SAN FRANCISCO, March 03, 2020 (GLOBE NEWSWIRE) -- Researchers have published the most comprehensive meta-analysis ever conducted of cognitive training and concluded that – despite variation in the field – brain training works. The most studied brain training exercises in the analysis were from Posit Science, which are commercialized as BrainHQ.
A meta-analysis combines and analyzes data from many different studies, using advanced mathematical and statistical methods. It is a quantitative analysis that is considered more scientifically rigorous than commentary or review articles on a group of studies.
This meta-analysis was conducted by researchers at the University of Texas at Dallas and included 215 studies, making it the largest analysis of cognitive training ever conducted. It included studies among healthy older adults and among people with Mild Cognitive Impairment (a pre-dementia condition), who received either computerized or manual cognitive training. The researchers also looked at transfer of benefits to measures closely related to the training (sometimes called “near transfer”) and at transfer to measures of real-world function (sometimes called “far transfer”).
The authors wrote: “Our results show that cognitive training had a moderately large net-gain effect on near transfer and a smaller, but significant, net-gain effect on far transfer… In addition to these far transfer effects, we specifically investigated transfer to everyday functioning. Everyday functioning, an index of functional independence, is considered to be the far transfer task in most targeted cognitive interventions. We found that cognitive interventions indeed had a significant effect on everyday functioning…”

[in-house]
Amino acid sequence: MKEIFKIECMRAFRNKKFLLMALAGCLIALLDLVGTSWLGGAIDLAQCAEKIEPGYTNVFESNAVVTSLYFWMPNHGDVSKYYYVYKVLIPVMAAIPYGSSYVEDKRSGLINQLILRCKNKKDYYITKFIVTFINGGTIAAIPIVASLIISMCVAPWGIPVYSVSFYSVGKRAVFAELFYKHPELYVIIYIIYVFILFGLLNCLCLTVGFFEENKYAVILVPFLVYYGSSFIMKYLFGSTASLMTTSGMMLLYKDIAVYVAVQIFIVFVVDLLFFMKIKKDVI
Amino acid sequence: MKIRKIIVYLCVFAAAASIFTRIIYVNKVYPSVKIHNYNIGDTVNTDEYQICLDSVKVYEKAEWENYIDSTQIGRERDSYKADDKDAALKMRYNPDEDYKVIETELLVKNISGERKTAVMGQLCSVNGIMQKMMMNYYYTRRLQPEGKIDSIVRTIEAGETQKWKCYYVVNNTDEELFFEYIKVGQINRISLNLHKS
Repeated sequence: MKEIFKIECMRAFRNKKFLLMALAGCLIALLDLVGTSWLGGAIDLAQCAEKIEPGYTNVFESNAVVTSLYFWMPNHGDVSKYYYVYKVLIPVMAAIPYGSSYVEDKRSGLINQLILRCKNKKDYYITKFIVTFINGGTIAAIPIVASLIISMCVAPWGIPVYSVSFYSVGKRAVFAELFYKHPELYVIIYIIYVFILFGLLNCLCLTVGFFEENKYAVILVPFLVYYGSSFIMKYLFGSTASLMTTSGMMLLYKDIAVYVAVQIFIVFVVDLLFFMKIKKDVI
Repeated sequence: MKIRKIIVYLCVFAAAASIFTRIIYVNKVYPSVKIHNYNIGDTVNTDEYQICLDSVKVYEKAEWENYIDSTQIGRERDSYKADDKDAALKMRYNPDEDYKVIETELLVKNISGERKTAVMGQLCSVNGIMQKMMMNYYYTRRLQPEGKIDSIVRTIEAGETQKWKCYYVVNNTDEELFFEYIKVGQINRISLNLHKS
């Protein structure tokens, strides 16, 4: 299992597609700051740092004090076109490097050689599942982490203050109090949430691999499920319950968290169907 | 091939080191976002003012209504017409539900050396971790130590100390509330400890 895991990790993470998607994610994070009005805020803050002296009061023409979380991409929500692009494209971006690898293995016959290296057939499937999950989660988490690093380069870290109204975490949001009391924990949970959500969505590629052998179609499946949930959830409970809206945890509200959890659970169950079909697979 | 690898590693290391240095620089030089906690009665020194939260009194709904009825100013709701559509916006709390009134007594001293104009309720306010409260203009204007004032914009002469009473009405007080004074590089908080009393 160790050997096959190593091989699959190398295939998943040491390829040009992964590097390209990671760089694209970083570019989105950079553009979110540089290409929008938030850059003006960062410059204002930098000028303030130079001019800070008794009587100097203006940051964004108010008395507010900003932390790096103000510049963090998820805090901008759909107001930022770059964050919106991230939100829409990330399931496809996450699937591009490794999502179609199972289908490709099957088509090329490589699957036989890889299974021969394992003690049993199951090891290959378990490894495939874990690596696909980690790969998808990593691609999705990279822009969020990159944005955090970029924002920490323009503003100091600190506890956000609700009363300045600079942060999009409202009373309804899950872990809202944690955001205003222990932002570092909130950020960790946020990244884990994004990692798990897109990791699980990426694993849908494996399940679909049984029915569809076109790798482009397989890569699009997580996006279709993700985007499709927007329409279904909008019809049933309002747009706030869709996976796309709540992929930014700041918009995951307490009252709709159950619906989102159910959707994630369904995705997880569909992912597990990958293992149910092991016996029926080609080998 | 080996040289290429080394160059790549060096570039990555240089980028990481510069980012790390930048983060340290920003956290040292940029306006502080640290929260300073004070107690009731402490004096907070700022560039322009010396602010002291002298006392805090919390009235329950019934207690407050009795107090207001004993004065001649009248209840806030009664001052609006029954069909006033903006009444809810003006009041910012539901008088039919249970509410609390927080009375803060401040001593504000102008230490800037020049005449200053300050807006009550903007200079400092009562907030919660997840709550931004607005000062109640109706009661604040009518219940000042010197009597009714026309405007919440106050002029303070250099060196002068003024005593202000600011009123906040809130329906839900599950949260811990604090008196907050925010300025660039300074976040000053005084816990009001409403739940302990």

This finding provides further support for recent recommendations from clinical organizations, such as the American Academy of Neurology and the World Health Organization, which have included cognitive training in recent guidelines for cognitive health.
“These researchers truly advanced the science by casting a wide net in looking at studies, and then using sound statistical methods to identify what is most effective,” observed Dr. Henry Mahncke, CEO of Posit Science. “This represents a substantial advance over some previous reviews that looked at only a small number of studies. However, every rigorous meta-analysis published in the past five years has shown efficacy. Policymakers and healthcare professionals should take note – cognitive training works, and its time to put it to use.”
The meta-analysis included studies of many different types of cognitive training, including those developed for studies, as well as commercialized programs.
“Studies involving BrainHQ contributed more to this meta-analysis than any other specific type of brain training and helped tip the overall conclusion for the field in a favorable direction,” Mahncke continued. “A number of brain training companies had zero studies, and others had studies with negative results. Our global team of collaborators has made enormous investments in science, and people picking a brain training program should pick one that’s been shown to work.”
More than 100 published studies of the exercises in BrainHQ have shown benefits, including gains in standard measures of cognition (e.g, attention, speed, memory, executive function, social cognition), in standard measure of quality of life (e.g., mood, confidence and control, managing stress, health-related quality of life) and in real world activities (e.g., gait, balance, driving, everyday cognition, the ability to live independently). Recent workplace studies have shown BrainHQ training improved worker efficiency and safety.
BrainHQ is now offered without charge as a benefit by leading national and 5-star Medicare Advantage plans; by the Department of Defense to every soldier, sailor, airman, and marine; and by hundreds of clinics, libraries, and communities. Consumers can try different BrainHQ exercises for free, and all of BrainHQ is available for as little as $8 per month to subscribers.